Everyone makes mistakes. Some are small while others can have lasting consequences. Mistakes with money generally fall into the latter category.
An astonishing 61% of Americans live paycheck-to-paycheck, spending all of their money between pay periods. That’s up from 52% a year ago according to an August 2022 report from LendingClub Corporation, in partnership with PYMNTS.com.
This is not just a problem affecting low to moderate-income consumers. The biggest rise in paycheck-to-paycheck living last year occurred among consumers in households that earned between $100,000 and $150,000.
So, what mistakes are these consumers making with their money? Financial Literacy Month seems like a good time to pose that question. Robert Johnson, CEO and chair at Economic Index Associates, sees two mistakes – spending too much on a home and something he calls “lifestyle creep.”
“The most common mistake is that people let their spending increase commensurate with their salary,” Johnson told ConsumerAffairs. “For instance, people move into a bigger apartment or buy a more expensive car or home to reward themselves for receiving the raise. What happens is they are unable to improve their financial condition because they spend everything they make. In effect, they move the goalposts on spending.”
He says overspending on a house can have the same negative impact. Spending too much on a house, he says, takes too much of their income and crowds out other investment opportunities and chances to build wealth.
“So people might just decide, ‘yeah, I’ll diversify my portfolio. I’ll live in a rental.’ That is a very sensible thing for many people to do,” he said.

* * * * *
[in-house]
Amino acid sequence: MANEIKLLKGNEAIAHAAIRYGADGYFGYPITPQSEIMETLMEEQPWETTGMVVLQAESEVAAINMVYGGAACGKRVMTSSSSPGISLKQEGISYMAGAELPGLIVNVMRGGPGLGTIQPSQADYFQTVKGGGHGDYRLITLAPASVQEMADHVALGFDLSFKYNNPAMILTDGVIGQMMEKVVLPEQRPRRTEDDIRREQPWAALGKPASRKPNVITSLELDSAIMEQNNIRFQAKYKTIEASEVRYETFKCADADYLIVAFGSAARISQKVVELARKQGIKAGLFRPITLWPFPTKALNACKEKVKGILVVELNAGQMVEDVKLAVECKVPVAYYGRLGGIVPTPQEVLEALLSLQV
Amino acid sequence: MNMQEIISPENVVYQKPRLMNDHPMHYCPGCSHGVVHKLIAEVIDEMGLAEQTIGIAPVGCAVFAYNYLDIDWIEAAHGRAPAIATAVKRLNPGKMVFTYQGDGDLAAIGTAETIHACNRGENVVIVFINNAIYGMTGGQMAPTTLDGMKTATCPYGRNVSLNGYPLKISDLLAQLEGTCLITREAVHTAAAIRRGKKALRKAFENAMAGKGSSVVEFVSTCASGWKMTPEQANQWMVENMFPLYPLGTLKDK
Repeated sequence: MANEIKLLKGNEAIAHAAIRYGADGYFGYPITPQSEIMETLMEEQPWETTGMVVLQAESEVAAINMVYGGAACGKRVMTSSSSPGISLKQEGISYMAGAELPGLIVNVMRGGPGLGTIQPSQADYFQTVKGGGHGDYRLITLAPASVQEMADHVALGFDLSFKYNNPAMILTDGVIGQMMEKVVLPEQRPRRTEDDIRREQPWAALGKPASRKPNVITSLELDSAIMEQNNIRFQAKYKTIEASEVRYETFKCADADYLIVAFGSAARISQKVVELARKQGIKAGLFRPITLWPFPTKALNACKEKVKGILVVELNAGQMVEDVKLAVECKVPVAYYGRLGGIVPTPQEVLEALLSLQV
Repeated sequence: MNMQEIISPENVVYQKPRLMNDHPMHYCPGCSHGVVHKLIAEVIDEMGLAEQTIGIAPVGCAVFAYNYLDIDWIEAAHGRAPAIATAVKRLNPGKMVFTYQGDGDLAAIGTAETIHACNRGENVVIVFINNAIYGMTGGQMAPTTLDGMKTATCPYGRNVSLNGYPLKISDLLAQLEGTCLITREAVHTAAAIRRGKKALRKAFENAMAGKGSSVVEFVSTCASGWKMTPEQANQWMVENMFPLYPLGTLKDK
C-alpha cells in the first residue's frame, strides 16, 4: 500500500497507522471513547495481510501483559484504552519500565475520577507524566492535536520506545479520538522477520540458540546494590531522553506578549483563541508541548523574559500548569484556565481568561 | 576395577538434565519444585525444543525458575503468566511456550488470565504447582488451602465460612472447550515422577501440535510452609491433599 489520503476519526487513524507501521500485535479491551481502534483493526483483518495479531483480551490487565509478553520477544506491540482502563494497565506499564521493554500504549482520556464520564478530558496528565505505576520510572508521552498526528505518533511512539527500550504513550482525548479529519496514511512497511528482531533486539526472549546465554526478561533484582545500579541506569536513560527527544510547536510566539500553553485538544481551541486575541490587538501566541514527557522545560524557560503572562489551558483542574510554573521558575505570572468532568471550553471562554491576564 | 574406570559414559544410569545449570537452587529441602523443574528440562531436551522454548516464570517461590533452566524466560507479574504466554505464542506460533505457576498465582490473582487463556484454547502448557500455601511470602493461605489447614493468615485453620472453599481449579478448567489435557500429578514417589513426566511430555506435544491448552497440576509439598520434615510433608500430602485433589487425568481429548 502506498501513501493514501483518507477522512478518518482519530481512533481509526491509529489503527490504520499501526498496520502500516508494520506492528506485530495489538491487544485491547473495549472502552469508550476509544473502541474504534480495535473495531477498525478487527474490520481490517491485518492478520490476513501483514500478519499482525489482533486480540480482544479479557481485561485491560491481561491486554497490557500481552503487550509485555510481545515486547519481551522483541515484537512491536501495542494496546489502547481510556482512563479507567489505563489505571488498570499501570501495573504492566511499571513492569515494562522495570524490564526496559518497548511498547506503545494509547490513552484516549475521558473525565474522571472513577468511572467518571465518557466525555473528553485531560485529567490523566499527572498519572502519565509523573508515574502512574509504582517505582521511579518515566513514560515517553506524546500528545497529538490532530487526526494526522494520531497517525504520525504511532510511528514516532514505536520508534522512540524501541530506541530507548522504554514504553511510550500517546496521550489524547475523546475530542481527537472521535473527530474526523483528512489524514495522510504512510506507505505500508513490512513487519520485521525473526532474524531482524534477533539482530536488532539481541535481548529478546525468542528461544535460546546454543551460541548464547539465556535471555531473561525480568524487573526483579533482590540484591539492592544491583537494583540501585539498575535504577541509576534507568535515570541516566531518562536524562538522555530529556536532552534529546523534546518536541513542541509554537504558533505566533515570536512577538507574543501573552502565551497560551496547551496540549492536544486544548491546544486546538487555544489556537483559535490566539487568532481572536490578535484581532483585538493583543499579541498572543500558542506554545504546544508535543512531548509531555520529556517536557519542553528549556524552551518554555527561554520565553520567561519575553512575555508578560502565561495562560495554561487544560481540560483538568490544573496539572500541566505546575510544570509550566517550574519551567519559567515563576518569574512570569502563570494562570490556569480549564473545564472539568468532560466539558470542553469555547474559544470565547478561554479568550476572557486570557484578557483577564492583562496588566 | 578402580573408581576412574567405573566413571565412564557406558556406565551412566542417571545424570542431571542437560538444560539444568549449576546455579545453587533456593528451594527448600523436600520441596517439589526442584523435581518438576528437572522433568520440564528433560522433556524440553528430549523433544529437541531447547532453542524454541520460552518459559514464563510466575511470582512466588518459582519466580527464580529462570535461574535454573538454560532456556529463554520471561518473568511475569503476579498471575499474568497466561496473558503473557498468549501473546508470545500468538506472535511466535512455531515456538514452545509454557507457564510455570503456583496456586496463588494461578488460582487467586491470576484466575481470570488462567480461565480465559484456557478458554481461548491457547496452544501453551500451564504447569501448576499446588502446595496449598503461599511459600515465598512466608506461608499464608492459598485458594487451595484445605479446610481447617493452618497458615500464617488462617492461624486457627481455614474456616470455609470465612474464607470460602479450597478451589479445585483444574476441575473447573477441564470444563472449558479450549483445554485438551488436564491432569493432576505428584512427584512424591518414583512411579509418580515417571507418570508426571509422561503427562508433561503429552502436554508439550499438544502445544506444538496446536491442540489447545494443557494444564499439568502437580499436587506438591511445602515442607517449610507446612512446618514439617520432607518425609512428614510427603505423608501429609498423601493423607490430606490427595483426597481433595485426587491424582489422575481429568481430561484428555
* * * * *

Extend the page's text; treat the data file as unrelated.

Markia Brown, a certified financial education instructor at The Money Plug, says losing ground financially often is caused by simply a failure to plan and prioritize financial goals.
“This can manifest in several ways, such as overspending, accumulating high-interest debt, inadequate savings, and lack of investment for the future,” she told us. “To avoid these pitfalls, it is crucial to establish clear financial goals, create and follow a budget, prioritize saving and investing, and be disciplined with spending habits.”
Not paying off credit card balances
Einat Steklov, the founder of Kashable, says the biggest mistake most consumers make is not paying the full statement balance each month when the credit card bill arrives. When you pay off the balance each month, you’re using the credit card as a convenient way to make purchases. When you let the balance accumulate you’re buying things you can’t afford.
“This balance accumulates interest that is hard to calculate and adds to the monthly payments a significant amount beyond the actual purchases,” Steklov told us. “Paying off a credit card balance is a good habit that reflects living within one’s means.”
Spending all the money you make and running up high-interest credit card debt can put you behind the financial eight-ball. Jim Wang, the founder of Wallet Hacks, says one obvious result is you aren’t saving any money.
“We often hear about the scary statistic that most Americans can't handle a major emergency expense of just a few hundred dollars, Wang said. “Saving just a little bit each month toward an emergency fund can help protect you from financial ruin over a relatively minor expense.”